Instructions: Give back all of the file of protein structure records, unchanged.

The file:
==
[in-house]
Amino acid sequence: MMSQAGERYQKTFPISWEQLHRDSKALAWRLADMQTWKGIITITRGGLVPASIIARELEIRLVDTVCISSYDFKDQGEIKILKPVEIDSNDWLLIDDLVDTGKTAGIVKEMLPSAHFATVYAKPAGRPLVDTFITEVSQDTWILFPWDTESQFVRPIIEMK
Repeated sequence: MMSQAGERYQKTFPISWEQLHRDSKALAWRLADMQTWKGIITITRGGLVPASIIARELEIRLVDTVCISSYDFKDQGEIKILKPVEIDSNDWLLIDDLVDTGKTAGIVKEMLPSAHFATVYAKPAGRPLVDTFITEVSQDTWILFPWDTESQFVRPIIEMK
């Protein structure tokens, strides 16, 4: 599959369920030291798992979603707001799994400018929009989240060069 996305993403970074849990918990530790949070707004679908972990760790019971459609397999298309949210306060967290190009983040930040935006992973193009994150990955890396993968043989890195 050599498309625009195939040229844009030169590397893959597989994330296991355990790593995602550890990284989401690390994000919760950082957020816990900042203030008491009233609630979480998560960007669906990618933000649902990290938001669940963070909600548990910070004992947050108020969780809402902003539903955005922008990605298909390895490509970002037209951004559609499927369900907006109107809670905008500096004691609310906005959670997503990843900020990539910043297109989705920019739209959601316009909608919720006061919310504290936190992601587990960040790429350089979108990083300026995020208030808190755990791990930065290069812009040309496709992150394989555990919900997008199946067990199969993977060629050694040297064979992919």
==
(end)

[in-house]
Amino acid sequence: MMSQAGERYQKTFPISWEQLHRDSKALAWRLADMQTWKGIITITRGGLVPASIIARELEIRLVDTVCISSYDFKDQGEIKILKPVEIDSNDWLLIDDLVDTGKTAGIVKEMLPSAHFATVYAKPAGRPLVDTFITEVSQDTWILFPWDTESQFVRPIIEMK
Repeated sequence: MMSQAGERYQKTFPISWEQLHRDSKALAWRLADMQTWKGIITITRGGLVPASIIARELEIRLVDTVCISSYDFKDQGEIKILKPVEIDSNDWLLIDDLVDTGKTAGIVKEMLPSAHFATVYAKPAGRPLVDTFITEVSQDTWILFPWDTESQFVRPIIEMK
């Protein structure tokens, strides 16, 4: 599959369920030291798992979603707001799994400018929009989240060069 996305993403970074849990918990530790949070707004679908972990760790019971459609397999298309949210306060967290190009983040930040935006992973193009994150990955890396993968043989890195 050599498309625009195939040229844009030169590397893959597989994330296991355990790593995602550890990284989401690390994000919760950082957020816990900042203030008491009233609630979480998560960007669906990618933000649902990290938001669940963070909600548990910070004992947050108020969780809402902003539903955005922008990605298909390895490509970002037209951004559609499927369900907006109107809670905008500096004691609310906005959670997503990843900020990539910043297109989705920019739209959601316009909608919720006061919310504290936190992601587990960040790429350089979108990083300026995020208030808190755990791990930065290069812009040309496709992150394989555990919900997008199946067990199969993977060629050694040297064979992919």